Though actually, all of those actors except Harrison Ford are actually
younger than my parents. After years of leading men being old, there was a sudden transition when dreamy actors were just a bit older than me. George Clooney would probably have to explain bits of 70s culture to me, but we could make it work. Actually, he’s 13 years older than me, and nearly the same age as Richard Geer, who I have in a completely different “old” category.
Then suddenly, actors in Hollywood were just a little bit older than me, if not the same age or a bit younger. We could have gone to high school together. Ethan Hawke and Joaquin Pheonix? We’re pretty much the same age. Joaquin Phoenix is two days younger than I am and I have liked him since “Space Camp” when he was Leaf Phoenix. Ethan Hawke I’ve had my eye on since 1985’s the Explorers. But let us go on. Ben Affleck and Matt Damon? Two and four years older, respectively. Edward Norton, six years older, Leonardo DiCaprio only two weeks younger than me. Christian Bale is born in the same year. Mark Wahlberg is three years older. We are in the same demographic group. Theoretically, dating would not be a problem. It was also exciting to watch someone my age
win an Oscar for best adapted screenplay, or be “King of the World.” Once that begins to happen to people substantially younger than me, I foresee an old-lady grousing of “whippersnapper” and “upstart.”
The problem is that now if I like a breakout actor I probably have to face facts that he is too young for me to theoretically date. I can follow his career, see his movies, sure, but it is more like a nephew or a favorite neighbor boy. We did not come up at the same time and we were not shaped by the same things. What’s more, I have to face the realization that actors in my age demographic are not the young up-and-coming actors any longer, which means that I am past up-and-coming, myself. I do not really need to up-and-come, but it is a little odd to be in the “older, established” category so suddenly and when I do not really feel established.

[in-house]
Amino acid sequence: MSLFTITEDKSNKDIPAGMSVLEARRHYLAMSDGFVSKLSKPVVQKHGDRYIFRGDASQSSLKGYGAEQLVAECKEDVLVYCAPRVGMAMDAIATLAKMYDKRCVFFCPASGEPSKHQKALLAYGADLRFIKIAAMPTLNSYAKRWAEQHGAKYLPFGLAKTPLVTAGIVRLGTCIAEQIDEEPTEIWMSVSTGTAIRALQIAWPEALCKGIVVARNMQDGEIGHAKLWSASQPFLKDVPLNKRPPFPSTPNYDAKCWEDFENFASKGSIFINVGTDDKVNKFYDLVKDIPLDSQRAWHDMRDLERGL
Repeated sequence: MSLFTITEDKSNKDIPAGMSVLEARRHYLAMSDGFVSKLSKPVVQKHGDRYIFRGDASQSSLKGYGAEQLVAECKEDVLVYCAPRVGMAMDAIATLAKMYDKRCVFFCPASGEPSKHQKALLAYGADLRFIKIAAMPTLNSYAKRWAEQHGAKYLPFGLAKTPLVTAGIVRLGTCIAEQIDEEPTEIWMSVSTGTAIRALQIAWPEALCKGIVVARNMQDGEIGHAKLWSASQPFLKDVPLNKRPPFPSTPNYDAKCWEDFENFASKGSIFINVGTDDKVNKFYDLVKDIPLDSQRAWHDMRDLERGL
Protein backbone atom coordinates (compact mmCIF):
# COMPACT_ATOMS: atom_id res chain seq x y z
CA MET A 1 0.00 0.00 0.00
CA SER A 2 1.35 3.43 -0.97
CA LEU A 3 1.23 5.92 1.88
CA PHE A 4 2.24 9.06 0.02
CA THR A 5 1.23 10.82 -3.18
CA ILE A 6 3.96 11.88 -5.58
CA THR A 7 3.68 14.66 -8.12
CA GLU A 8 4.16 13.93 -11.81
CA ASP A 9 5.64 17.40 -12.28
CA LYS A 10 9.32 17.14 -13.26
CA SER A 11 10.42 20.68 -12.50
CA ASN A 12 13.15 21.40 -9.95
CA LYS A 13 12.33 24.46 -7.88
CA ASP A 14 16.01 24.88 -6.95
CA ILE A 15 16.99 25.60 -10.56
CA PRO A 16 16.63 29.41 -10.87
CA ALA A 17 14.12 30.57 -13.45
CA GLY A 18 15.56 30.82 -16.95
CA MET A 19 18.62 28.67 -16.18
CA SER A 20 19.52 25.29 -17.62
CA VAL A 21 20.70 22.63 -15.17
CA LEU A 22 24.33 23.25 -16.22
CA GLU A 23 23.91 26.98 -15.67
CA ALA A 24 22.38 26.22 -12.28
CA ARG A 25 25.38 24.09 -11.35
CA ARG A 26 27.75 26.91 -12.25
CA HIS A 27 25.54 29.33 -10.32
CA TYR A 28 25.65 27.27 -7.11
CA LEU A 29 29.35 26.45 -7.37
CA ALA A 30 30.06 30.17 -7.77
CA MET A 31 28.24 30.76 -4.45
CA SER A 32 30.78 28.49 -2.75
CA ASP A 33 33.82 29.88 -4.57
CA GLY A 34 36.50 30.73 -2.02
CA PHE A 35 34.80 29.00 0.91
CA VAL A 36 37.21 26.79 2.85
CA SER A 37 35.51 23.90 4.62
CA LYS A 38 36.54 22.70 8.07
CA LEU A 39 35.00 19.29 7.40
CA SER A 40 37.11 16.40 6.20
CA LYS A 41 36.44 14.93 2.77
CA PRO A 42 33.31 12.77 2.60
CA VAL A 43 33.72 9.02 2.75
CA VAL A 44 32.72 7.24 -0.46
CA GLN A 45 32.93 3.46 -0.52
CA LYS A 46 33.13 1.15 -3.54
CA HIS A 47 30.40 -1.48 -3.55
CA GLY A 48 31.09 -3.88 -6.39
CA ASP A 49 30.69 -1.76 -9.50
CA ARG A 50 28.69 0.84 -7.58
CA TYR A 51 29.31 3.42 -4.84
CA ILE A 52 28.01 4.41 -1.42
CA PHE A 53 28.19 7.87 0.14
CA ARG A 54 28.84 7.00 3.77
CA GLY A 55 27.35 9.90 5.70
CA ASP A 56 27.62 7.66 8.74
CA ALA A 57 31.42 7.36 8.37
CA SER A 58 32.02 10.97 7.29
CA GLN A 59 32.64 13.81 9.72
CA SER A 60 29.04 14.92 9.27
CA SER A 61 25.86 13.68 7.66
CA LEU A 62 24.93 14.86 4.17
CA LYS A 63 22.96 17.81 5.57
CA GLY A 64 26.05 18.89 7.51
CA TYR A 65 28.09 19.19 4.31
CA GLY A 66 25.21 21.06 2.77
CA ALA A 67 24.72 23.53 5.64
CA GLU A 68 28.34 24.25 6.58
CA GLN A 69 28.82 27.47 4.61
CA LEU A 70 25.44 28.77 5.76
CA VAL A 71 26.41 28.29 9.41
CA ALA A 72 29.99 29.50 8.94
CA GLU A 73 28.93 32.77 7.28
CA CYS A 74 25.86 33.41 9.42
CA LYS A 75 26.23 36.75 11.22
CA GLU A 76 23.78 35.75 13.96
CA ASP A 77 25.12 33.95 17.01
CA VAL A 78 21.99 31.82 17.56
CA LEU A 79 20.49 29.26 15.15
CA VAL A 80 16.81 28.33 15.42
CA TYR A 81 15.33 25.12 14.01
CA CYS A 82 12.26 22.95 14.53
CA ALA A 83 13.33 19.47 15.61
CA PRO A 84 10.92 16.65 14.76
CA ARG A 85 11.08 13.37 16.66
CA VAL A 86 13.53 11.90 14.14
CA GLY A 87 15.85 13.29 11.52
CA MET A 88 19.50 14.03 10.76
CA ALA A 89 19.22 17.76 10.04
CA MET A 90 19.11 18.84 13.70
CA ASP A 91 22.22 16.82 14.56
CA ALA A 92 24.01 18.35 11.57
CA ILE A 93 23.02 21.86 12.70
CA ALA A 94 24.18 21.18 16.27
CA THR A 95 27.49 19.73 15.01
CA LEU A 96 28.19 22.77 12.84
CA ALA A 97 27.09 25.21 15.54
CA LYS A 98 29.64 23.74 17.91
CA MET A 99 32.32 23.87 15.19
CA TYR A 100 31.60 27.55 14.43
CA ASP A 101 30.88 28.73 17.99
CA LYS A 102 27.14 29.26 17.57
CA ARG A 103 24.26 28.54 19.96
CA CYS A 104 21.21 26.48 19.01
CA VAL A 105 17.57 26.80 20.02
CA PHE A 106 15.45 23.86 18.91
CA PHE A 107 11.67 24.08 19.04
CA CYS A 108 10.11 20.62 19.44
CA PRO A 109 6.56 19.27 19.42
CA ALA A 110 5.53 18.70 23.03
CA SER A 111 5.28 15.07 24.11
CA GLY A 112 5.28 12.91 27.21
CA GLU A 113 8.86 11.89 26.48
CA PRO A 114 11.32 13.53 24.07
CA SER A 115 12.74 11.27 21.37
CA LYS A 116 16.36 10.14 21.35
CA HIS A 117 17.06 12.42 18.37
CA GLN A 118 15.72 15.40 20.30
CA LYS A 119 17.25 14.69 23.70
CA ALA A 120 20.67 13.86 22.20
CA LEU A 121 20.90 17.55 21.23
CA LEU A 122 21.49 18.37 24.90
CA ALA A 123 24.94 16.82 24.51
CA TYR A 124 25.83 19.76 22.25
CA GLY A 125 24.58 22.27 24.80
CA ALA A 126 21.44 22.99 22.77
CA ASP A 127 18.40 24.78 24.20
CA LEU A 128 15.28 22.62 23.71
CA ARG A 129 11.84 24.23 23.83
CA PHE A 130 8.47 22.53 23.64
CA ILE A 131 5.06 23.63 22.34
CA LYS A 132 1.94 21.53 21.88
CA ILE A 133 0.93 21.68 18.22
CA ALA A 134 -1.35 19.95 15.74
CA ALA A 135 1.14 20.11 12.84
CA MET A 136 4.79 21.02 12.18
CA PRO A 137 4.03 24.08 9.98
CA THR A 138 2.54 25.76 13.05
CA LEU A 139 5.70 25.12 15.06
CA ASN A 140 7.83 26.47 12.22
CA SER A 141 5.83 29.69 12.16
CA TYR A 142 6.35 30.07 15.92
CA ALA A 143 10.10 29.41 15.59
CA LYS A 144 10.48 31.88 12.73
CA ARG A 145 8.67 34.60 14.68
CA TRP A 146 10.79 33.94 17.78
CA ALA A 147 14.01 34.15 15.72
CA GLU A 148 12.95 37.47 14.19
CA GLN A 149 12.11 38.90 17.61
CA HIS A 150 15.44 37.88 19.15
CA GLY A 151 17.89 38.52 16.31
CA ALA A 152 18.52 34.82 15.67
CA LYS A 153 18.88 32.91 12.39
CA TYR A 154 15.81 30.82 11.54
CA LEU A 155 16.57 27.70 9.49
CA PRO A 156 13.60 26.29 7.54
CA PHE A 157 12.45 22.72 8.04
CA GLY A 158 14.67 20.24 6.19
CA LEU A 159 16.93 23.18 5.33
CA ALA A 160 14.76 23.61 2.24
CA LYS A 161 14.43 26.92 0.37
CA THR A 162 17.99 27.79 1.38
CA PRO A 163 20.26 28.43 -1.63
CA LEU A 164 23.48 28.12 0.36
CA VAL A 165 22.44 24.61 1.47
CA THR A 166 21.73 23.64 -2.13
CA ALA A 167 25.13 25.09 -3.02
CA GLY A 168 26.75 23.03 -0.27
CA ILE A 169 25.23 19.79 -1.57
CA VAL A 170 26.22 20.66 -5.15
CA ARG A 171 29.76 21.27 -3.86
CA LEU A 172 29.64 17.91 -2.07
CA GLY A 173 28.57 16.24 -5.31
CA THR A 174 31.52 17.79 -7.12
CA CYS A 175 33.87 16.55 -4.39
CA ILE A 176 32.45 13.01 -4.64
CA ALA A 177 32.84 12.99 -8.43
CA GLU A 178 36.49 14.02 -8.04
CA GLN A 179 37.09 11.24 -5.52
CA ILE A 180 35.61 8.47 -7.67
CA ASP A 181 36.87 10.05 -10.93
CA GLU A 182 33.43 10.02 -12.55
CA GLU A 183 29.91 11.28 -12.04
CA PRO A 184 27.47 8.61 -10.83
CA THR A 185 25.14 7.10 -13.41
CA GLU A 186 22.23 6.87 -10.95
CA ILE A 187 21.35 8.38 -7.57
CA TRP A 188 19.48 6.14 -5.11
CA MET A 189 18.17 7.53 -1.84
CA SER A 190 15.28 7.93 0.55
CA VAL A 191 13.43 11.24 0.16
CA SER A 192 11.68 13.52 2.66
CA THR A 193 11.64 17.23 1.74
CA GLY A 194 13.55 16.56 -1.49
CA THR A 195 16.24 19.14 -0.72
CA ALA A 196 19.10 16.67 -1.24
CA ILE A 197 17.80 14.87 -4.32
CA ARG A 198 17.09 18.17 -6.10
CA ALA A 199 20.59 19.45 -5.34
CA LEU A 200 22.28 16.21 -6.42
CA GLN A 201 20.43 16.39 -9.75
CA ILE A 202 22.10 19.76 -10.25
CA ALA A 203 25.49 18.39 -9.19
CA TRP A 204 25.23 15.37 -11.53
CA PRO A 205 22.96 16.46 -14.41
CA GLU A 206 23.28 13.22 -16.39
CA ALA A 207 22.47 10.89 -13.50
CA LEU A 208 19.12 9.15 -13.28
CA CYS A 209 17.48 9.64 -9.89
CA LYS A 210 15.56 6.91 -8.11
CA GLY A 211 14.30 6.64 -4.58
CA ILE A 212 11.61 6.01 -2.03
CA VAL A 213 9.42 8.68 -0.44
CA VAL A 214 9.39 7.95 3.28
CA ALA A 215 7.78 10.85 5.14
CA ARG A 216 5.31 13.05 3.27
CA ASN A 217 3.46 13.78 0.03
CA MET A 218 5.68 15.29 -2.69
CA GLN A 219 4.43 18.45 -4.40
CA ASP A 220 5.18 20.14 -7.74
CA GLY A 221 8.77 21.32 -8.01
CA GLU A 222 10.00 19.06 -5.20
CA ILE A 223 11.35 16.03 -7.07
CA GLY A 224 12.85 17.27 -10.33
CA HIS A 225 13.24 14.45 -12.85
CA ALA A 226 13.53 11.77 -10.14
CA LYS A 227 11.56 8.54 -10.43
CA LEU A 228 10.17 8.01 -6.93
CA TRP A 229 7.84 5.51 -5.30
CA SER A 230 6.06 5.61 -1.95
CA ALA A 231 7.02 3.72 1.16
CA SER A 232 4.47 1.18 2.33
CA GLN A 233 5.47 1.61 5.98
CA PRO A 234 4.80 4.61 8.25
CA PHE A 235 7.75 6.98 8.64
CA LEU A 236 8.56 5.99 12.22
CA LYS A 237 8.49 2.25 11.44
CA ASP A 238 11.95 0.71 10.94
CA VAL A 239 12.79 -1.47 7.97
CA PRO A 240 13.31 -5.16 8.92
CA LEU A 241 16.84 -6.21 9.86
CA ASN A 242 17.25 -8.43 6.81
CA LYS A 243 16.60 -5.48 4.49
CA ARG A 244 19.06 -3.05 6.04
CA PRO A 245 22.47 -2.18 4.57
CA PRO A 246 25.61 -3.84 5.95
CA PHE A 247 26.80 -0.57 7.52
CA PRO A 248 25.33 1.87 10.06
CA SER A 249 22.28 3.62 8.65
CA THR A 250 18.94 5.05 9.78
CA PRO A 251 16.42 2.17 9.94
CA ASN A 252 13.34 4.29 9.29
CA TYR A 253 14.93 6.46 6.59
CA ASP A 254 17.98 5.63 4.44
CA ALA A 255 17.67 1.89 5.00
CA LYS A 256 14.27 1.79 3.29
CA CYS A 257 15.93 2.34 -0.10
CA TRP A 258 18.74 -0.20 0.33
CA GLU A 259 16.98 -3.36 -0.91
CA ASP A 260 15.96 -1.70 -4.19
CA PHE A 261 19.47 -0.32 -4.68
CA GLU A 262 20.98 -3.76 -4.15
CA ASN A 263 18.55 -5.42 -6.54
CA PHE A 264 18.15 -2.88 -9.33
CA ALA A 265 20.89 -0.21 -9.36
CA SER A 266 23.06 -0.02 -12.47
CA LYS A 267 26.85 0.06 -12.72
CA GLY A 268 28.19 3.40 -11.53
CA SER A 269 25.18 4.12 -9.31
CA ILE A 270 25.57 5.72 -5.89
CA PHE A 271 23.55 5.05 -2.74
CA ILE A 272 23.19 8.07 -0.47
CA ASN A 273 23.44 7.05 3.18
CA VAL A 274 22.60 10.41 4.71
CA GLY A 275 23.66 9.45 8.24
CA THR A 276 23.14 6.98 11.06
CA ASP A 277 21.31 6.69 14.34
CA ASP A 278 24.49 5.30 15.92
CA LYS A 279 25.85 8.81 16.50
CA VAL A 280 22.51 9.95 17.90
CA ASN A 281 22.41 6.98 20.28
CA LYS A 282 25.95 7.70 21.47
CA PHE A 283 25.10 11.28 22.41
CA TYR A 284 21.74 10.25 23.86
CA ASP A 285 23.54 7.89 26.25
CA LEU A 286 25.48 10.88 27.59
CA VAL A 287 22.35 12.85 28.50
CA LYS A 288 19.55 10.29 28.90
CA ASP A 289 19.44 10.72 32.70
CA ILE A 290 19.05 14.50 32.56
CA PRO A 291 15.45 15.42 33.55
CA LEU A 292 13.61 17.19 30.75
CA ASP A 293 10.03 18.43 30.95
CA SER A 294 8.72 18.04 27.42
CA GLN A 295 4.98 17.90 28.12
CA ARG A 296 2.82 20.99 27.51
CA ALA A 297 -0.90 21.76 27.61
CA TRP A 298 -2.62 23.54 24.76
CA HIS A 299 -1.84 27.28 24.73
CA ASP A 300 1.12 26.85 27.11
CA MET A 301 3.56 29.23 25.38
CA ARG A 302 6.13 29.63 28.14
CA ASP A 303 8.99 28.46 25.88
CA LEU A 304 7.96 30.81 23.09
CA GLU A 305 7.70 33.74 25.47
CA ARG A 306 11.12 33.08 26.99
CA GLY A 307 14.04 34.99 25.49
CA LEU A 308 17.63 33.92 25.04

This is only the beginning. Soon, more and more actors making a name for themselves will be born when I was in fourth grade, then junior high school and eventually high school. After that they will all be in the “I’m old enough to be their mother” category which just leaves me with an “ew” feeling should my liking turn into movie crush.
And actresses? In about four years, the few actresses my age still acting will have shuffled off to the over-40 actresses retirement home. I will see them now and then playing the mother of someone nine years younger than they are** and then now and then in their 50s playing a grandmotherly sort. But that’s an entirely different essay.
*This category is so broad for children it makes the early elementary school students I work with fun to question. When I ask them how old they think I am sometimes they come back with an incredibly unrealistic answer of “seventeen” and sometimes they completely overshoot and go with “fifty-six.” Every once in a while they hit the “just a bit younger” sweet spot which gives me an odd feeling of elation that is entirely out of proportion to the random nature of their answers.
**The Graduate reference